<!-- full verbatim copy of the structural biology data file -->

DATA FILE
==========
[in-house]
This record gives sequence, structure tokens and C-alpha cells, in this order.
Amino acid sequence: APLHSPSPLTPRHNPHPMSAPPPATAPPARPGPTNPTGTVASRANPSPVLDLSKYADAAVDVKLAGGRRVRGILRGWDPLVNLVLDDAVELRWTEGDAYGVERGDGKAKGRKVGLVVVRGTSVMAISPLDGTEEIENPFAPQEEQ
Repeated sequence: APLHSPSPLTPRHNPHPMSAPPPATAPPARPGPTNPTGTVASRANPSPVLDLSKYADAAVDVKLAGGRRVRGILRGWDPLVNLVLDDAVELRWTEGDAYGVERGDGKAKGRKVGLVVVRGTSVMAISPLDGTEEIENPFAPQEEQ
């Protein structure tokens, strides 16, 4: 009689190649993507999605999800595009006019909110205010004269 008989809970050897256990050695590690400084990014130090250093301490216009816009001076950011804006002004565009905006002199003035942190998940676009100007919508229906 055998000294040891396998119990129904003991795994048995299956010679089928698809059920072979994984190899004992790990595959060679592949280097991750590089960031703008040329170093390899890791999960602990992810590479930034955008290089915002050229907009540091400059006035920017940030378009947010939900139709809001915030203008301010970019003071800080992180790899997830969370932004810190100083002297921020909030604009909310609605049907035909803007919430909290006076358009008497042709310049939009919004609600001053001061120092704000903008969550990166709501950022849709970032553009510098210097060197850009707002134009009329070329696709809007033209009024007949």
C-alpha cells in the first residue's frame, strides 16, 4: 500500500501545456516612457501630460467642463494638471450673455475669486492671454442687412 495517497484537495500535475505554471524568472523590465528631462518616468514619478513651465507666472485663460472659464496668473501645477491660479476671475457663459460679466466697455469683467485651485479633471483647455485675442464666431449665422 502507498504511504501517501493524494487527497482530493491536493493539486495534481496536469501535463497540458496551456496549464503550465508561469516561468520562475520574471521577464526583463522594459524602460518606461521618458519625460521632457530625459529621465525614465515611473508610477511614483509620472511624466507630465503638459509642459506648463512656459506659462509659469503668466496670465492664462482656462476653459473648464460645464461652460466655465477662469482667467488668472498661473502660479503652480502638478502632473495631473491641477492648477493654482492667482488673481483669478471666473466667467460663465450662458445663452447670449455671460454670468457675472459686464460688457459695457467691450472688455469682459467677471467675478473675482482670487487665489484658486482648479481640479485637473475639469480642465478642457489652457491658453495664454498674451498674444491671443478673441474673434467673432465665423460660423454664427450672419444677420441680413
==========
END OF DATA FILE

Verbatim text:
[in-house]
This record gives sequence, structure tokens and C-alpha cells, in this order.
Amino acid sequence: APLHSPSPLTPRHNPHPMSAPPPATAPPARPGPTNPTGTVASRANPSPVLDLSKYADAAVDVKLAGGRRVRGILRGWDPLVNLVLDDAVELRWTEGDAYGVERGDGKAKGRKVGLVVVRGTSVMAISPLDGTEEIENPFAPQEEQ
Repeated sequence: APLHSPSPLTPRHNPHPMSAPPPATAPPARPGPTNPTGTVASRANPSPVLDLSKYADAAVDVKLAGGRRVRGILRGWDPLVNLVLDDAVELRWTEGDAYGVERGDGKAKGRKVGLVVVRGTSVMAISPLDGTEEIENPFAPQEEQ
């Protein structure tokens, strides 16, 4: 009689190649993507999605999800595009006019909110205010004269 008989809970050897256990050695590690400084990014130090250093301490216009816009001076950011804006002004565009905006002199003035942190998940676009100007919508229906 055998000294040891396998119990129904003991795994048995299956010679089928698809059920072979994984190899004992790990595959060679592949280097991750590089960031703008040329170093390899890791999960602990992810590479930034955008290089915002050229907009540091400059006035920017940030378009947010939900139709809001915030203008301010970019003071800080992180790899997830969370932004810190100083002297921020909030604009909310609605049907035909803007919430909290006076358009008497042709310049939009919004609600001053001061120092704000903008969550990166709501950022849709970032553009510098210097060197850009707002134009009329070329696709809007033209009024007949």
C-alpha cells in the first residue's frame, strides 16, 4: 500500500501545456516612457501630460467642463494638471450673455475669486492671454442687412 495517497484537495500535475505554471524568472523590465528631462518616468514619478513651465507666472485663460472659464496668473501645477491660479476671475457663459460679466466697455469683467485651485479633471483647455485675442464666431449665422 502507498504511504501517501493524494487527497482530493491536493493539486495534481496536469501535463497540458496551456496549464503550465508561469516561468520562475520574471521577464526583463522594459524602460518606461521618458519625460521632457530625459529621465525614465515611473508610477511614483509620472511624466507630465503638459509642459506648463512656459506659462509659469503668466496670465492664462482656462476653459473648464460645464461652460466655465477662469482667467488668472498661473502660479503652480502638478502632473495631473491641477492648477493654482492667482488673481483669478471666473466667467460663465450662458445663452447670449455671460454670468457675472459686464460688457459695457467691450472688455469682459467677471467675478473675482482670487487665489484658486482648479481640479485637473475639469480642465478642457489652457491658453495664454498674451498674444491671443478673441474673434467673432465665423460660423454664427450672419444677420441680413